Unlike a mass migration, the user-initiated migration happens without downtime, and within seconds. Retrieving the UIDs would require another call to the System Aggregation database to retrieve the UIDs, which is not part of the existing AggAPI. Therefore, the system could add a new API call to the WC code line, or query the database directly. This could add complexity and risk to the migration process. An alternative is to just do an IgnoreOld poll for all users. An IgnoreOld poll will happen immediately after the SrcMbox row is created resulting in a very small (seconds) window for message loss. The advantages are considerable decrease in migration complexity, allows all protocols to be handled the same, eliminates the chance for duplicate messages, and greatly decreases the migration time resulting in a pleasant user experience. Therefore the decision was made to not migrate the UIDs, but instead force an IgnoreOld poll for all sources.
There are some Service Book Notifications. For each new SRCMbox created in the IS, the system assigns a service book and pushes out a service book notification for it. This could be handled automatically just like any other non-migrating user.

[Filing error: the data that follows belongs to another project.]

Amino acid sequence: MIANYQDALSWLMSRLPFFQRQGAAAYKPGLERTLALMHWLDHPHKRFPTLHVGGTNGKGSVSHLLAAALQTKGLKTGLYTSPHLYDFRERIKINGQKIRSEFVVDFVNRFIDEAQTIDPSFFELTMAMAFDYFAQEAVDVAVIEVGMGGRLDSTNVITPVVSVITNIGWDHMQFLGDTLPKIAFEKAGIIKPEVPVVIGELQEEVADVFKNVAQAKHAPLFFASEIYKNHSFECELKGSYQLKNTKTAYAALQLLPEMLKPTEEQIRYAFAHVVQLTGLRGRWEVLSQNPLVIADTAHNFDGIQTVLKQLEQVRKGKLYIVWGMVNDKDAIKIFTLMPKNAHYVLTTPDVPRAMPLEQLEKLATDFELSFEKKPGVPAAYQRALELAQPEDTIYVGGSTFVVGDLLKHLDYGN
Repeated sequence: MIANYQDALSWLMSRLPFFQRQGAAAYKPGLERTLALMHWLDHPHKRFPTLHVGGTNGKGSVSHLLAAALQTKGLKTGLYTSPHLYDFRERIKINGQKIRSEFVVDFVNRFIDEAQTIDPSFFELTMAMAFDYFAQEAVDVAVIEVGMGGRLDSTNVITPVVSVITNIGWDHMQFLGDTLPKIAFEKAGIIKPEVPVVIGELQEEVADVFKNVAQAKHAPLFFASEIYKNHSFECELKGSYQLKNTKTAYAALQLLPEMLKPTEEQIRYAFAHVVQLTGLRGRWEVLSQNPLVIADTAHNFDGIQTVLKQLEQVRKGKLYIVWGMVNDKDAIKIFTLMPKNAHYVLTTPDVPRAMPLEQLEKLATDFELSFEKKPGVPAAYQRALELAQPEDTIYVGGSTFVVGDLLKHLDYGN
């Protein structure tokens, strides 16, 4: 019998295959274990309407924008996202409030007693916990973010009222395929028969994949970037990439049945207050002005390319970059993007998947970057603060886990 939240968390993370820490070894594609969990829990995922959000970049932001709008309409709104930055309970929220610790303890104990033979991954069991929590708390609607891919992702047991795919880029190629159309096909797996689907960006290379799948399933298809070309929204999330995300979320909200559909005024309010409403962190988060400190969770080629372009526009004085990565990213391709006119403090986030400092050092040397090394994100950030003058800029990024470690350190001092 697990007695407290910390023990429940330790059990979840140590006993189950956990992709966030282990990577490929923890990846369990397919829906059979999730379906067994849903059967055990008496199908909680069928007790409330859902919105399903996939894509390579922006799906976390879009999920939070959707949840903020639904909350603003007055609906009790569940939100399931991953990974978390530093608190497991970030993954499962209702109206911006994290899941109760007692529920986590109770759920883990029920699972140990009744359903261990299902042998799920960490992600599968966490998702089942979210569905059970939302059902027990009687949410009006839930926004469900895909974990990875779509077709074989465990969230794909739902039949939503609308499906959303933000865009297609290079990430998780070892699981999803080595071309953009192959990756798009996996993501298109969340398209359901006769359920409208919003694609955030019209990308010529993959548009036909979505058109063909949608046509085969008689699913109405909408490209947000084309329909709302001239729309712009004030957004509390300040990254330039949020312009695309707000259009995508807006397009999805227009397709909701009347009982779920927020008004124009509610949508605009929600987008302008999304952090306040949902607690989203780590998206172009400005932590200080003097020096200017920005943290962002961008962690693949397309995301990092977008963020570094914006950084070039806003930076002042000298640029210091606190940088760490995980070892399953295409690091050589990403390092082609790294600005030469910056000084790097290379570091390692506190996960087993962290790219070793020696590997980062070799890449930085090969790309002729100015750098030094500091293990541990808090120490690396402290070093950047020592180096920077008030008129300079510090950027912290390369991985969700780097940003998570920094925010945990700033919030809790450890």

After a users account has been migrated to the IS, the old WC account will remain accessible from the user's handheld for retrieving messages received prior to migration for 30 days. All other UI access and source mailbox polling will be disabled. After 30 days, the account will be deleted from the old WC system.
It is known that there are duplicate external ids in PRV for the same WC username. The migration process will migrate the account actually logged into by the user. This account will reference on externalID in PRV and that externalID will be used to retrieve the aggregation data. If this user happens to have a duplicate account, then the data in the duplicate account will be lost.
XML, of course, as an extensive mark-up language, is a subset of the standard generalized mark-up language (SGML) and would allow data to be stored and published on websites and be richer in presentation. Custom tags could be created to define the content of documents. Common information formats could be created and the format and data shared on the internet, corporate internets and/or other networks. The mark-up symbols in XML could be unlimited and self-defining. The channel definition format (CDF) could describe any channel and a specific CDF file can contain data that specifies an initial web page and how it can be updated.
SOAP allows one program running in one kind of operating system to communicate with the program in the same or another type of operating system by using HTTP and XML for information exchange. SOAP could specify how to encode an HTTP header in an XML file, thus, allowing one computer to call a program in another computer and pass data, while also dictating how it can return a response. SOAP is advantageous to allow data to pass through firewall servers that screen-out requests other than those for known applications to a designated port. SOAP is an XML-based protocol that has at least three parts, including: (a) an envelope to define a framework for describing what is in a message; (b) a set of encoding rules for expressing application-defined data types; and (c) a convention for representing remote procedure calls and responses.